Statement : Energy and Water Development, and Related Agencies

March 11, 2020 Statement
"Our country’s energy future depends on DOE’s vital investments to solve our toughest energy challenges. The Trump budget request harms America’s energy future, our competitiveness, our workforce, our consumers, and our economy. The Trump budget also falls short in meeting our obligations to the communities that have sacrificed, and still bear the brunt of environmental costs borne from winning World War II."
March 10, 2020 Statement
"Though the water resource needs of our country vary from region to region, there is a constant and essential need to invest in this infrastructure. Without significant investment in our infrastructure, the dichotomy of water surpluses in the Midwest, and water shortages in the West nonetheless threatens Americans from all walks of life. Although Congress last year rejected the Administration’s proposed deep cuts, the Trump administration has once again proposed to slash funding for the Corps and Bureau of Reclamation, this time by 22 percent and 32 percent respectively. When will the White House learn their proposal is flawed and dangerous to our people and our communities?"
March 4, 2020 Statement
"I want to be clear – maintaining a safe, credible, and reliable nuclear deterrent is a national priority. But we must do so in a cost-effective, responsible manner. This budget request does neither."
March 3, 2020 Statement
"Looking toward fiscal year 2021, however, the Trump Administration again proposes to cut DOE’s budget – this time by an astounding 35 percent in non-defense programs. This will limit America’s future opportunities by drastically reducing or eliminating programs critical for meeting our future energy needs and assuring our security."
February 27, 2020 Statement
"Looking toward fiscal year 2021, however, the Trump Administration again proposes to cut DOE’s budget – by 8 percent overall, and by an astounding 35 percent in non-defense programs. This will limit America’s future by drastically reducing or eliminating programs critical for meeting our future energy needs and assuring our security. These programs have received bipartisan, bicameral support precisely because of their crucial role in undergirding our economy and preparing us for the future to come – including the clean energy economy. What we should be doing is supporting programs that create jobs as our nation transitions to a clean energy future."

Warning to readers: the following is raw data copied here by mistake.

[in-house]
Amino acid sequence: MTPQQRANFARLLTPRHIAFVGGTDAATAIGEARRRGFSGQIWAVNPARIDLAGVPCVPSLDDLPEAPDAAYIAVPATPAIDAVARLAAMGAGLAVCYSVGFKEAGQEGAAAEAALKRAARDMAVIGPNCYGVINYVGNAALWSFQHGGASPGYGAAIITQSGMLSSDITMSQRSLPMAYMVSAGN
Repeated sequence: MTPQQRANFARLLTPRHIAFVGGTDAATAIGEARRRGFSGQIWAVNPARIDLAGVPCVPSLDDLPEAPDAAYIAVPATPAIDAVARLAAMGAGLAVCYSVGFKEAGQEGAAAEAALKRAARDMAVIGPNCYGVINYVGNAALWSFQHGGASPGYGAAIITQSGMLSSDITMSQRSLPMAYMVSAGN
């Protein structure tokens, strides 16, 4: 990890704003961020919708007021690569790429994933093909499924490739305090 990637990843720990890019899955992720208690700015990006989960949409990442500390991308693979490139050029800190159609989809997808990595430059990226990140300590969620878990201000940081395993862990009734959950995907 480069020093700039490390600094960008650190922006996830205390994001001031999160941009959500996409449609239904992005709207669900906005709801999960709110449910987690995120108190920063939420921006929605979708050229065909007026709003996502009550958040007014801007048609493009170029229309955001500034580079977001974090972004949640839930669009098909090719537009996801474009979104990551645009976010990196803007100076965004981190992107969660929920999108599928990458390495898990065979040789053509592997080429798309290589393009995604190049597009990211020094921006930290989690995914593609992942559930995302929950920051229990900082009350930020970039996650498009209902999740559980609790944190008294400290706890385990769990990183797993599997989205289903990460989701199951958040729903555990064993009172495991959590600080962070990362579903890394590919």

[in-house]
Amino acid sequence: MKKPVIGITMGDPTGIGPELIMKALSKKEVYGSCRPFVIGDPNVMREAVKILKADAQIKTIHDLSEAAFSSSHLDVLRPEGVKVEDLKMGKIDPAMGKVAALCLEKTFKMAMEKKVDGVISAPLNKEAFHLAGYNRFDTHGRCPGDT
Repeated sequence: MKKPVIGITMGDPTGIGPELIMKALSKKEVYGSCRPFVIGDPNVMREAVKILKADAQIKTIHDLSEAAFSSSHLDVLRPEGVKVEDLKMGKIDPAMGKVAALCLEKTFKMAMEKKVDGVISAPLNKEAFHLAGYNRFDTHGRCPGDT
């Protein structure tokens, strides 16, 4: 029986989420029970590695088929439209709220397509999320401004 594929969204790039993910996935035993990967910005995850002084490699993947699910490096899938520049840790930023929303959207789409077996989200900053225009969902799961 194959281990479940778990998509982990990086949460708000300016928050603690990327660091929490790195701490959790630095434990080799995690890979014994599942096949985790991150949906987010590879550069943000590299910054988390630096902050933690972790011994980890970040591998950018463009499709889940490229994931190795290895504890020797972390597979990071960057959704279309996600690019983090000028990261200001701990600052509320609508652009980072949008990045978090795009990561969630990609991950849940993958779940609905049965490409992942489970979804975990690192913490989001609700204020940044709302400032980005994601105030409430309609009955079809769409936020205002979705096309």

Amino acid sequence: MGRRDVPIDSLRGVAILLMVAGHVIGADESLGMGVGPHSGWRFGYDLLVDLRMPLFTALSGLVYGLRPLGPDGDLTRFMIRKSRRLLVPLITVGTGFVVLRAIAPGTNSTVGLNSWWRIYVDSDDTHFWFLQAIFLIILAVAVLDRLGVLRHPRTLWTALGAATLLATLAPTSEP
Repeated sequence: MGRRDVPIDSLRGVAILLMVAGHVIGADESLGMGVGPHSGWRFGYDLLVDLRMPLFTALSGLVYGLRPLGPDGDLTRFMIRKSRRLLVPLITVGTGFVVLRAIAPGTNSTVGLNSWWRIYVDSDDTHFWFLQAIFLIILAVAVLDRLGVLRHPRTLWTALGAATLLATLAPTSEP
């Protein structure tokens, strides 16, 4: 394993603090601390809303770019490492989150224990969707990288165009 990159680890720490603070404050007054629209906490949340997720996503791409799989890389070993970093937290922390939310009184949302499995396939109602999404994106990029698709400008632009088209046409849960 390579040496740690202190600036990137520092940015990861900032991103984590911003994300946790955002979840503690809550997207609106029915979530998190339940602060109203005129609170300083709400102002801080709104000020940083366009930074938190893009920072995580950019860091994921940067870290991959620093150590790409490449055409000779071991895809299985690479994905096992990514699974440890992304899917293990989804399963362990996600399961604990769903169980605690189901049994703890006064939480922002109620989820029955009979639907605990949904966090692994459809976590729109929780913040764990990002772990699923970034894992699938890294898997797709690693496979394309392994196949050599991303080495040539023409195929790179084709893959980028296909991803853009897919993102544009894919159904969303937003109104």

February 5, 2020 Statement
"Given the unique, scientific tools and personnel of the Department of Energy and its national labs, and the potential for future breakthroughs in health-related fields, it seems especially important for the Department of Energy to increase its coordination and collaborations with the National Institutes of Health and other federal agencies. This will give the best chances of developing new innovations in biomedical sciences to unlock the hidden mysteries of the human brain, retool the human body when it has been broken, save lives, and sustain life on earth."
November 20, 2019 Statement
"We must undertake mitigation now, but we also must pursue future energy innovation. DOE’s research agenda achieves the next series of breakthroughs in clean energy which is vital to saving our planet. As the rest of the world continues to act and to innovate, the U.S. must be a technology leader, or we will be left behind."
June 12, 2019 Statement
"In sum, this bill invests in innovation programs at the Department of Energy to yield future opportunities and jobs, promotes economic prosperity and bolsters trade, and helps address the many challenges facing our Great Lakes – the largest collection of fresh water on the planet. And our bill prepares our country to mitigate and adapt to climate change."
May 21, 2019 Statement
"This bill would invest $46.6 billion to rebuild our crumbling infrastructure, build the next generation of clean energy technologies, and responsibly protect our national security."
May 21, 2019 Statement
"This bill makes critical investments toward combating climate change, advancing science and innovation, creating water infrastructure in states and territories and investing in critical nuclear security systems. This bill rejects the President’s drastic and short-sighted proposed cuts– including a 12% decrease to the Department of Energy, a 31% decrease to the Army Corps of Engineers, and a 28% decrease to the Bureau of Reclamation – and instead increases investments to these important programs to meet national priorities as our nation’s population is projected to grow from 325 million to 400 million by 2050."

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